Monday, April 2, 2012

Golden Thread

If any of you remember Inception, you remember that that girl's name was "Ariadne." Because how could you not? It's a really weird name, right?

Well, there's actually a story behind that.

In Greek mythology, the hero Theseus has to find his way through the Labyrinth of Crete so he can face the Minotaur. However, the labyrinth is so brilliant and so complicated that nobody has ever been able to make it all the way through. How will Theseus confront this task?

Well, being mythology, he doesn't just put his hand on the left wall and start walking. Instead, he gets a magical gift--a golden ball or spool of thread that will show him the way through the maze. All he has to do is follow it, continually winding it up, and he will find his way through.

Guess who gives it to him?

Ariadne, the daughter of the king of Crete, determined to get Theseus through the maze. Thus, that name is really fitting to the maze-builder in Inception: the Architect, as they call her.

Well, an interesting tidbit, no doubt, and maybe I've "enriched your viewing experience" for the next time you watch Inception, but did that have a point?

Yes. Yes, it did.

My point was this:

That's how story is for me.
I'm in this labyrinth, and it's dark, and I look around, and I suddenly catch a glimmer of that golden thread. It's showing me the best, most complete, most wonderful way through the maze of passageways. I move toward it in the dark, and it's lost to my view, but I head in that direction and do my best to find it and catch hold of it. Sometimes I don't get hold of the thread right away. Sometimes even after I get hold of it, inching my way through the dark, I suddenly lose the thin fiber--it slips from between my fingers and I have to stumble around for a moment. But if I just keep trying to find that golden thread, the maze of possibilities of what a story can be suddenly transforms into one path of what the story should be.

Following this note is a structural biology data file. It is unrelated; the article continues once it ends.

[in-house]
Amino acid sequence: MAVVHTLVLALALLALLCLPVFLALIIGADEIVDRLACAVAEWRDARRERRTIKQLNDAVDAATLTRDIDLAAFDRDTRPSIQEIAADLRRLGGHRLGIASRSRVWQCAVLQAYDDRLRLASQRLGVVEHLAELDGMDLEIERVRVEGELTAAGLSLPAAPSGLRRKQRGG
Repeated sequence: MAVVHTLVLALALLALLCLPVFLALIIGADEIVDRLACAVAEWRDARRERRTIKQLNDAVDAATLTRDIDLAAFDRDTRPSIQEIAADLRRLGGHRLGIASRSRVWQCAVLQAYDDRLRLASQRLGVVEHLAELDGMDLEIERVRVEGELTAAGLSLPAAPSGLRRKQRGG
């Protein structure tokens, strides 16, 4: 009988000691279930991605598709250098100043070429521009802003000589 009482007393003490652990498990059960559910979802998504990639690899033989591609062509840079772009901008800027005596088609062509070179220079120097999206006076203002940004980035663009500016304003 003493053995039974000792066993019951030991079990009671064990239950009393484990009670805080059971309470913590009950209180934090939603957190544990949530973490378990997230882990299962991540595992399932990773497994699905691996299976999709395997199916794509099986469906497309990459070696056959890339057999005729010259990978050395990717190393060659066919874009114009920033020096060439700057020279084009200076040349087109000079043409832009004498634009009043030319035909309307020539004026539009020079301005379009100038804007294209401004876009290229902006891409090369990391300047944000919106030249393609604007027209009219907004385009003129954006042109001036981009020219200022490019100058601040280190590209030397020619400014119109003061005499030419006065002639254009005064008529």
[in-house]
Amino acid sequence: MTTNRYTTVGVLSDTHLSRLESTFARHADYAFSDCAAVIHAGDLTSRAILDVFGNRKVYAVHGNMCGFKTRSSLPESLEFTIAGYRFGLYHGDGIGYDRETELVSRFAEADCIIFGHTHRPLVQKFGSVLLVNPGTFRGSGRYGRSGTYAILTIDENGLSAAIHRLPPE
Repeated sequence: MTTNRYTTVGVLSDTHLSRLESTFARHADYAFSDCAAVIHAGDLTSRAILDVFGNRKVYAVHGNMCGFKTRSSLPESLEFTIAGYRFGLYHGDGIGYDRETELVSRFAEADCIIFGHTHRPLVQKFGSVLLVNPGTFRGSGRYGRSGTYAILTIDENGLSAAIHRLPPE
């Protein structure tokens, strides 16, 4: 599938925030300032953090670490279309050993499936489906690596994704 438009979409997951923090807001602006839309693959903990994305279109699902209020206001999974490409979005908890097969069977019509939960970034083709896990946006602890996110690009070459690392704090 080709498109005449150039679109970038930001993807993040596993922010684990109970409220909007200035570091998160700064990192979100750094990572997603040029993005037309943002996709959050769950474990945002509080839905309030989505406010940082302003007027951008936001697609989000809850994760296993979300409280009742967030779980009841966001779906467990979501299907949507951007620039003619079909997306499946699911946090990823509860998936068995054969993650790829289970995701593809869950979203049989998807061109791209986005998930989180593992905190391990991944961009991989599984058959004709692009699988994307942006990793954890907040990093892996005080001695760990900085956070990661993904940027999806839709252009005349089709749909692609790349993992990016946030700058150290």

And for everybody, that thread is probably different--or at least, it leads them on a slightly different path. If not, where would the joy be in telling and retelling stories? But wherever that thread leads is where you have to go, otherwise you waste your time. Ironing out a story is about paring down from the infinite possibilities into one path--hopefully the best path, the one that will impact the audience member the most (for good). That golden thread is hard to find, but it's worth searching for, because it will make your life easier and your story better. It takes time and patience and a lot of listening and thinking and trying things that don't work, but it gets you there, and it's the best route.

That's how it is for me, anyway.

1 comment:

  1. That's a really neat image and explanation. Thank you for taking the time to share it. I think it will be something I'll need to refer back to as I actually start heading into the labyrinth for reelz here.